There are two classes of robot, those driven by stepper motors and those that are driven by other types of motor. For those driven by stepper motor, (LABORATORY ROBOTS; e.g. Caliper Twister range, Hamilton Microlab SWAP, Hudson Plate Crane), the robot will probably stop when it hits an object and has very little capability to do serious injury to a user. However they can cause cuts, especially to the head, that can be a distressing at the time.
The rest are driven by servo motors, these robots are less likely to stop and have the capability to cause injury (FACTORY ROBOTS; e.g. Mitsubishi, Staubli). It is this category of robots that need to be enclosed for the users safety. The main sources of injury would be facial injury, pinch points and crushing injuries.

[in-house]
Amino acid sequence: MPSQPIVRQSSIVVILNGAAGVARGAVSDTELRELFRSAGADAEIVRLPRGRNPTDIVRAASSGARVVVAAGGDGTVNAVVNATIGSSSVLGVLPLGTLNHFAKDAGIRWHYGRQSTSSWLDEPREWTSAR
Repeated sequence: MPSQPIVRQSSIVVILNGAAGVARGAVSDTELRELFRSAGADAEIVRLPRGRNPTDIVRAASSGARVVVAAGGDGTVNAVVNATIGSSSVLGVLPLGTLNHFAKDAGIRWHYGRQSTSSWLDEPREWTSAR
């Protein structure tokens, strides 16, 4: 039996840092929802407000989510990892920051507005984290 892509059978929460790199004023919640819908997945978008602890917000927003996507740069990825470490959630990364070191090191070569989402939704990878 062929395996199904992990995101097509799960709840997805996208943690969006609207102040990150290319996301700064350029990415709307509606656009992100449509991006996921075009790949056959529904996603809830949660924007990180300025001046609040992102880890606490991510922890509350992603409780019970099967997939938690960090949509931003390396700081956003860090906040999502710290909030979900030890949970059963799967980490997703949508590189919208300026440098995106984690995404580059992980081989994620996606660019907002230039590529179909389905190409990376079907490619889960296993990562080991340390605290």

Most instruments are safe to operate, although a great many of them have pinch points of one type or another.
Sample preparation interactions
Possibly one of the major safety areas. Most robotic procedures are handling biohazard materials and therefore best handled in isolation. The basic safety cabinet offers some protection, however some systems need laminar airflow and air filtration.
Users in the robotic areas
Ironically open access to a robotic system is often not good for the system either. Curiosity and the ability to influence a robotic installation makes the system prone to unwanted human interaction. A simple screen or enclosure can stop unwanted human interaction.